February was “Adopt a Rescue Rabbit” Month and Easter is coming soon.  his time of year we see lots of cute bunnies and chicks that are often given as gifts.  We’ll address chicks next time, but right now we’re going to look at 5 basic things to consider BEFORE you bring a bunny into your home or give one to someone as a gift.

  1. It is NOT recommended that rabbits be handled by children younger than 9.  Many rabbits don’t like to be picked up at all and, if they are picked up, they have to be properly supported, particularly their back legs.  According to Vetstreet.com, rabbits have no voice. So, if they’re being hurt, they cannot growl, whine or yelp to tell you. All they can do is bite, kick and scratch and those behaviors result in thousands of rabbits ending up in shelters every year.

  2. Rabbits’ teeth NEVER stop growing so they have to constantly chew to keep their teeth ground down.  For this to happen in a non-destructive way, they have to have timothy hay to chew on, toys, a grass mat to dig on and a wooden stick or cardboard they can destroy.  If they don’t have these things, they will chew wires, table legs, baseboards, carpet, etc. Actually, even if they have “sanctioned” items to chew on, given the chance they will chew ANYTHING and should always be supervised when out of their enclosure.

  3. Rabbits are prey animals.  They are instinctually always “on alert”.  To have a rabbit that is a calm, loving pet, its environment must be primarily quiet and serene.  Besides the “handling” issue in #1, a house full of small children is seldom quiet and serene unless everyone is asleep.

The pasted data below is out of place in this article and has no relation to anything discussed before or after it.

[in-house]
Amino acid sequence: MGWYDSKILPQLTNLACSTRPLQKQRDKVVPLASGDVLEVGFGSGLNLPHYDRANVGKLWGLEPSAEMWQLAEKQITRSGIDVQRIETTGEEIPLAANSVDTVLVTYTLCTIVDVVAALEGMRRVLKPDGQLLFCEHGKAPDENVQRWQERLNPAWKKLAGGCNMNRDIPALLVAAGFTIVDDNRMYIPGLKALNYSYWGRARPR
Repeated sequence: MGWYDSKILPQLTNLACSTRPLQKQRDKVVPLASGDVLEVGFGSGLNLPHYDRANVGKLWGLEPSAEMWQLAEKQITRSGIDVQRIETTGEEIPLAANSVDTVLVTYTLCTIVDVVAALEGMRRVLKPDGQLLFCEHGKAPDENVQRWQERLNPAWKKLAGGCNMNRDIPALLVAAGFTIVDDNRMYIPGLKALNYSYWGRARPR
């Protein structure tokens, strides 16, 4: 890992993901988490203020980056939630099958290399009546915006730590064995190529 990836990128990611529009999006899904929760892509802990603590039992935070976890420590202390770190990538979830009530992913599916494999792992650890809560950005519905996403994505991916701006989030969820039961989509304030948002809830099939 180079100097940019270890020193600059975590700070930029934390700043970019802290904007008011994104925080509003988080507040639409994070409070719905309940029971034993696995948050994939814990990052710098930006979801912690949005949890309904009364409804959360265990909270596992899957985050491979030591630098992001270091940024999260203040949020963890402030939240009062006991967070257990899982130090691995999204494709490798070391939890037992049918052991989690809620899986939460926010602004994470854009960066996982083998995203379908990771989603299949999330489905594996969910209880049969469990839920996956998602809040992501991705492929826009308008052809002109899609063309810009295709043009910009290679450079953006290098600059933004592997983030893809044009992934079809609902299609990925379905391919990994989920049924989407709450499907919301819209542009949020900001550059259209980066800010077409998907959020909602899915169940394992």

4. Pet rabbits must be spayed or neutered.  According to Rabbithaven.org, the majority of female rabbits get uterine cancer by the age of 3 if they are not spayed and a rabbit that has not been spayed or neutered is almost impossible to litter train.

  5. Yes, rabbits can be litter trained but it requires patience and persistence.  You have to do it in an enclosed area, initially the rabbit’s habitat which will have a litter box in it, then if you want an additional litter box outside the habitat, designate one small room of your house.  According to Vetstreet.com it’s best to let the rabbit show you where in that space it prefers to go. This takes a couple of days of observing the rabbit’s behavior and cleaning up after it. I can speak from experience that once your rabbit has established the location of the litter box, don’t move it.  While I’ve never owned a rabbit myself, I did sublet a small studio apartment in New York City for 6 months quite a few years ago. Part of the arrangement was that I would be taking care of the owner’s cat and rabbit while I was there. This one room apartment had 3 litter boxes in it, 1 for the cat and 2 for the rabbit (one in the rabbit’s habitat and one outside the habitat)   All went smoothly until, for some reason I cannot remember now, I moved the rabbit’s “out-of-habitat” litter from one corner of the of the apartment to another corner. The rabbit simply adopted the edge of the carpet close to the original location to urinate on. Moving the litter box back, didn’t make any difference. After thoroughly cleaning the carpet a number of times, I had to purchase puppy pads and put them on that spot in the carpet.  In researching this blog, I see there were other things I could have done and I’m sure the rabbit’s rightful owner effectively retrained it and they lived happily ever after.


That’s the point of this, if you bring a rabbit into your home as a pet, we want everyone to live happily ever after.  Rabbits live 7-10 years on average. They can bond closely to their caregiver. There’s lots of great information on the web.  


Resources: Rabbithaven.org, Vetstreet.com and MyRabbitHouse.com.